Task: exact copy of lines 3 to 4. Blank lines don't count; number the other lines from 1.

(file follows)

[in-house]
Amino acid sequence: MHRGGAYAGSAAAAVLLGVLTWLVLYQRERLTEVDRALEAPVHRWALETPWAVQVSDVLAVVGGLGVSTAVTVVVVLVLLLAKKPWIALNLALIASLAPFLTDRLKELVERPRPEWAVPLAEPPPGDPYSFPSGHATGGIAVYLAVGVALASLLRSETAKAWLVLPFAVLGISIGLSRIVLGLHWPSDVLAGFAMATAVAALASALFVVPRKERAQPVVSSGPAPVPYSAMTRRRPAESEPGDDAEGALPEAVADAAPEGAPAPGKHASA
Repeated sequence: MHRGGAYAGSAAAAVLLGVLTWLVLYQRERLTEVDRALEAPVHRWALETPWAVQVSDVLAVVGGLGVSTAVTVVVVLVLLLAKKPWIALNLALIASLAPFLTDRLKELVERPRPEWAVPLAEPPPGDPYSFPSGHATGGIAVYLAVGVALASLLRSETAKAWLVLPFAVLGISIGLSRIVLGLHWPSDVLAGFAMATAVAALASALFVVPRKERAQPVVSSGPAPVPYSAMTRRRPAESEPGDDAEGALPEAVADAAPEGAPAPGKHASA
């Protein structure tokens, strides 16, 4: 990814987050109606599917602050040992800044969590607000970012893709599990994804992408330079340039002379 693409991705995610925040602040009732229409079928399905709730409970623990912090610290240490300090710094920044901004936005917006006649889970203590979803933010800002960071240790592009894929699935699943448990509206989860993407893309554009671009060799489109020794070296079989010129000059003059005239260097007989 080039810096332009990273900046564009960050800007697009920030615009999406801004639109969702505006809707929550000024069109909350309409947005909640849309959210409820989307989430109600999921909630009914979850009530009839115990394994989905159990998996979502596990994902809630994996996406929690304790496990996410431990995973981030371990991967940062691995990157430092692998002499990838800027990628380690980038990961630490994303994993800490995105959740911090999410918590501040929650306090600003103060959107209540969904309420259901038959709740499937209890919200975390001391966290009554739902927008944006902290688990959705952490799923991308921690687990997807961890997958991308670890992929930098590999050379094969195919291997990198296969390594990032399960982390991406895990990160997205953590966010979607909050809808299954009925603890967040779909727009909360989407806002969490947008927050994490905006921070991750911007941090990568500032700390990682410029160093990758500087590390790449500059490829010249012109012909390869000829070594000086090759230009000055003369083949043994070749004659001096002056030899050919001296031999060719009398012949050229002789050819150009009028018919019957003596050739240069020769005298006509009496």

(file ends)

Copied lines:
Repeated sequence: MHRGGAYAGSAAAAVLLGVLTWLVLYQRERLTEVDRALEAPVHRWALETPWAVQVSDVLAVVGGLGVSTAVTVVVVLVLLLAKKPWIALNLALIASLAPFLTDRLKELVERPRPEWAVPLAEPPPGDPYSFPSGHATGGIAVYLAVGVALASLLRSETAKAWLVLPFAVLGISIGLSRIVLGLHWPSDVLAGFAMATAVAALASALFVVPRKERAQPVVSSGPAPVPYSAMTRRRPAESEPGDDAEGALPEAVADAAPEGAPAPGKHASA
């Protein structure tokens, strides 16, 4: 990814987050109606599917602050040992800044969590607000970012893709599990994804992408330079340039002379 693409991705995610925040602040009732229409079928399905709730409970623990912090610290240490300090710094920044901004936005917006006649889970203590979803933010800002960071240790592009894929699935699943448990509206989860993407893309554009671009060799489109020794070296079989010129000059003059005239260097007989 080039810096332009990273900046564009960050800007697009920030615009999406801004639109969702505006809707929550000024069109909350309409947005909640849309959210409820989307989430109600999921909630009914979850009530009839115990394994989905159990998996979502596990994902809630994996996406929690304790496990996410431990995973981030371990991967940062691995990157430092692998002499990838800027990628380690980038990961630490994303994993800490995105959740911090999410918590501040929650306090600003103060959107209540969904309420259901038959709740499937209890919200975390001391966290009554739902927008944006902290688990959705952490799923991308921690687990997807961890997958991308670890992929930098590999050379094969195919291997990198296969390594990032399960982390991406895990990160997205953590966010979607909050809808299954009925603890967040779909727009909360989407806002969490947008927050994490905006921070991750911007941090990568500032700390990682410029160093990758500087590390790449500059490829010249012109012909390869000829070594000086090759230009000055003369083949043994070749004659001096002056030899050919001296031999060719009398012949050229002789050819150009009028018919019957003596050739240069020769005298006509009496």